“Logic? My God, the man’s talking about logic!”

January 31, 2009

I suppose it makes sense, when you stop to think about it (even when your AP Biology quiz on the hormone cycles of human reproduction sealed your future career as not-an-OB/GYN), that having octuplets would carry with it certain dangers— mostly because, I suppose, the odds on naturally-occurring octuplets are longer than the odds when you’re implanting multiple embryos.  And while it appears the solution with the most support is reasonable (restricting the number of embryos implanted at a given time), that this is even being tossed out as a serious option is disturbing:

“Rosenthal, on the other hand, questions the woman’s capacity to make a good decision under the circumstances. Some neonatologists believe that when pregnant women are told about dangers of prematurity or have great expectations about giving birth, their judgment can be impaired, she said.

The situation raises the issue of whether a doctor ought to override a patient’s wishes for the sake of saving lives, she said. Although the health care system in America gives patients autonomy in making decisions about their own bodies, when emotionally distraught, some people decide poorly, she said.” [emphasis added – JLW]

The case the article was discussing involved a woman refusing “selective termination” (which, I have learned, “is not the same as traditional abortion because the goal is the healthiest possible birth rather than the termination of a pregnancy”).  That is to say, there are doctors out there, taken seriously by at least CNN, who think they ought to have the right to force an abortion.  Which seems to be against the spirit of the wood planks tied to a tree in the middle of campus proclaiming, “Choice Today!  Choice Forever!”  (The decorative condoms have deflated.)

What’s worth complaining about more than the abortion aspect (because I’ll either be shouting into the wind or preaching to the choir, depending on who’s reading), or the Orwellian euphemism (self-evident), is this attitude of cold-blooded “rationalism” and tyranny of “expertise.”  The mother is behaving unreasonably because she’s not willing to make a value-judgment about human life — that the conclusion drawn is that she is “emotionally distraught” flattens out the entire moral and — yes — emotional matrix behind the decision.  It is a matter of numerical, utilitarian preservation, not adherence to what anyone might believe is a more important truth behind the matter.

Remember Obama’s response to an abortion question at Rick Warren’s interview-thing: above his pay-grade.  This doctor certainly agrees, with respect to the patient, that it is above their pay-grade: but precisely at her own.  She, not the patient, is the expert; she, not the patient, should make all decisions.  Because of her expertise, her moral system supersedes that of the mother.  The individual self and that self’s moral matrix is consumed by that of the doctor: the individual is there to go on living on a physical level, because that’s apparently what Nature and Science call for, but since living on spiritual, moral, and intellectual planes interfere with that, we must outsource.  The reason a patient’s right to control their own body is so important is that it is also the right to control one’s own self: this would seem doubly (yet differently) so in the case of a mother and the right to protect her children (born or unborn, and call them what you will in the latter case) — is there no parental prerogative?  And what would the absorption of that prerogative into the realm of “expertise” mean except that the role of parent — with the requisite individuality — is being absorbed into an outsourced expertise?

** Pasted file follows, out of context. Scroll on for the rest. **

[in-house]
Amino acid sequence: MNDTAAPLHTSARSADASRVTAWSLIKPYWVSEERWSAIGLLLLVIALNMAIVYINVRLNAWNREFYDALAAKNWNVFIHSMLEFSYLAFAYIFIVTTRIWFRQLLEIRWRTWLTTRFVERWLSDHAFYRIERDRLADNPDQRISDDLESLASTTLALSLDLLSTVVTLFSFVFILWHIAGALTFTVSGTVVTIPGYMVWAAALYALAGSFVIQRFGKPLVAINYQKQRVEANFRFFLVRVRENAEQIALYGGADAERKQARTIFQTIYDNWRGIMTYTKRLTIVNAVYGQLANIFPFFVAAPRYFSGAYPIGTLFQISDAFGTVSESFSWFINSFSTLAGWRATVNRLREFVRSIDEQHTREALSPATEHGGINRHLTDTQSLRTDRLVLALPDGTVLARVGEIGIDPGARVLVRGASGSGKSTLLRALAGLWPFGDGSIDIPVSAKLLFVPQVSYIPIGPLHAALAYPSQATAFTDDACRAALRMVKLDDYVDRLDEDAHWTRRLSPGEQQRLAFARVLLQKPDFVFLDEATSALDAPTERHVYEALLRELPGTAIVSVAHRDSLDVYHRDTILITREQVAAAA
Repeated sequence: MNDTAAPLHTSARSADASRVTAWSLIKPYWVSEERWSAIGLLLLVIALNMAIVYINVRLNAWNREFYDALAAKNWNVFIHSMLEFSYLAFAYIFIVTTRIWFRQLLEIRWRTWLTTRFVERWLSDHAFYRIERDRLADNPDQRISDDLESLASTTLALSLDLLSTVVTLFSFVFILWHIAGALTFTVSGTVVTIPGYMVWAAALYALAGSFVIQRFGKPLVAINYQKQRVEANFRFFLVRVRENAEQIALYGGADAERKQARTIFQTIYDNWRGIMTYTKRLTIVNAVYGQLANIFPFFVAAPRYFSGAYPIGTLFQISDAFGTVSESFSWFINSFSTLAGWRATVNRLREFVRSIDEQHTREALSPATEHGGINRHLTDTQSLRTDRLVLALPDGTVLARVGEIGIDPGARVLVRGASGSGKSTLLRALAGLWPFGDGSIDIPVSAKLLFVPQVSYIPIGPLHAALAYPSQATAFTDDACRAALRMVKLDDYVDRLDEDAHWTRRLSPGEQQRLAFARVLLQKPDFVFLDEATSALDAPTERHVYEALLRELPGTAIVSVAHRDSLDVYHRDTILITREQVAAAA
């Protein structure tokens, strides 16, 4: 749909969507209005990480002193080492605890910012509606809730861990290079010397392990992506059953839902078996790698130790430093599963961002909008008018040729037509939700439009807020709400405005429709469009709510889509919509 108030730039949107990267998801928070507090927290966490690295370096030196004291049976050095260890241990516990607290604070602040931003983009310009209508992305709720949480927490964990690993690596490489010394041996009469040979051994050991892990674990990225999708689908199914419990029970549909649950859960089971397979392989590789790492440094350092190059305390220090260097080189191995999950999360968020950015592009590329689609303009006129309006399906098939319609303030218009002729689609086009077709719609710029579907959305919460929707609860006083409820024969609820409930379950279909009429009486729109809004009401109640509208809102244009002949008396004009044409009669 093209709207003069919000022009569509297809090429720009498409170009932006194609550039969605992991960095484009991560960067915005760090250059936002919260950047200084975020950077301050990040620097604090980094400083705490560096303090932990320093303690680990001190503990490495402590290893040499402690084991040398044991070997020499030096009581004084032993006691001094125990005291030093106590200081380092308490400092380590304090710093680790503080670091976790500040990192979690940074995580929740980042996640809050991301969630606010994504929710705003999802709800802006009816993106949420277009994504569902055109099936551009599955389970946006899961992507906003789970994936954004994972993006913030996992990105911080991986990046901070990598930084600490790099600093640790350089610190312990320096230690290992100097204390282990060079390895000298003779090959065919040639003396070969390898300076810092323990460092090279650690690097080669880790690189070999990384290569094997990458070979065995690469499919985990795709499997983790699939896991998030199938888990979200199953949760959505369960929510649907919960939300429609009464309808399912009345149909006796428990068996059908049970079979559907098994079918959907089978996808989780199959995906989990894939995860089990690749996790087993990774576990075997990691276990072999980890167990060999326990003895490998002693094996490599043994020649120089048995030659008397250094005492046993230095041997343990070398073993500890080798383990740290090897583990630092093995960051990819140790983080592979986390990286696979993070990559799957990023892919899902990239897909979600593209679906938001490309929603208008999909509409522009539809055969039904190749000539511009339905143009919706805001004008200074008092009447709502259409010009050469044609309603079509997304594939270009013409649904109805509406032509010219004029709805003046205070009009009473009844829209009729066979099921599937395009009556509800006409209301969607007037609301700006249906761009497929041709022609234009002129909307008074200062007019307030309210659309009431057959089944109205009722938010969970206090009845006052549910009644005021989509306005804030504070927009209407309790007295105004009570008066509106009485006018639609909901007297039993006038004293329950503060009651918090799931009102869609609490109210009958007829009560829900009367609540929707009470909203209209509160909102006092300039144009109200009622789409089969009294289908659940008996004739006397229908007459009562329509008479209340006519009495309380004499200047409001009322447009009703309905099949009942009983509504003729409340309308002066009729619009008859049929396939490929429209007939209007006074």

Or, to conjure that space-travelling Percyian to make his (as is frequent) all-too-human point:

MCCOY: “Dear Lord, do you suppose we’re intelligent enough to…. Suppose…what if this thing were used where life already existed?”

SPOCK: “It would destroy such life in favor of its new matrix.”

MCCOY: “It’s new matrix. Do you have any idea what you’re saying?”

SPOCK: “I was not attempting to evaluate its moral implications, Doctor. As a matter of cosmic history, it has always been easier to destroy than create.”

MCCOY: “Not anymore, now we can do both at the same time. According to myth, the Earth was created in six days. Now watch out, here comes Genesis. We’ll do it for you in six minutes!”

SPOCK: “I do not dispute that in the wrong hands…”

MCCOY: “In the wrong hands? Would you mind telling me whose are the right hands, my logical friend? Or are you, by chance in favor of these experiments?”

KIRK: “Gentlemen, gentlemen…”

SPOCK: “Really, Dr. McCoy. You must learn to govern your passions. They will be your undoing. Logic suggests…”

MCCOY: “Logic? My God, the man’s talking about logic. We’re talking about universal Armageddon!”


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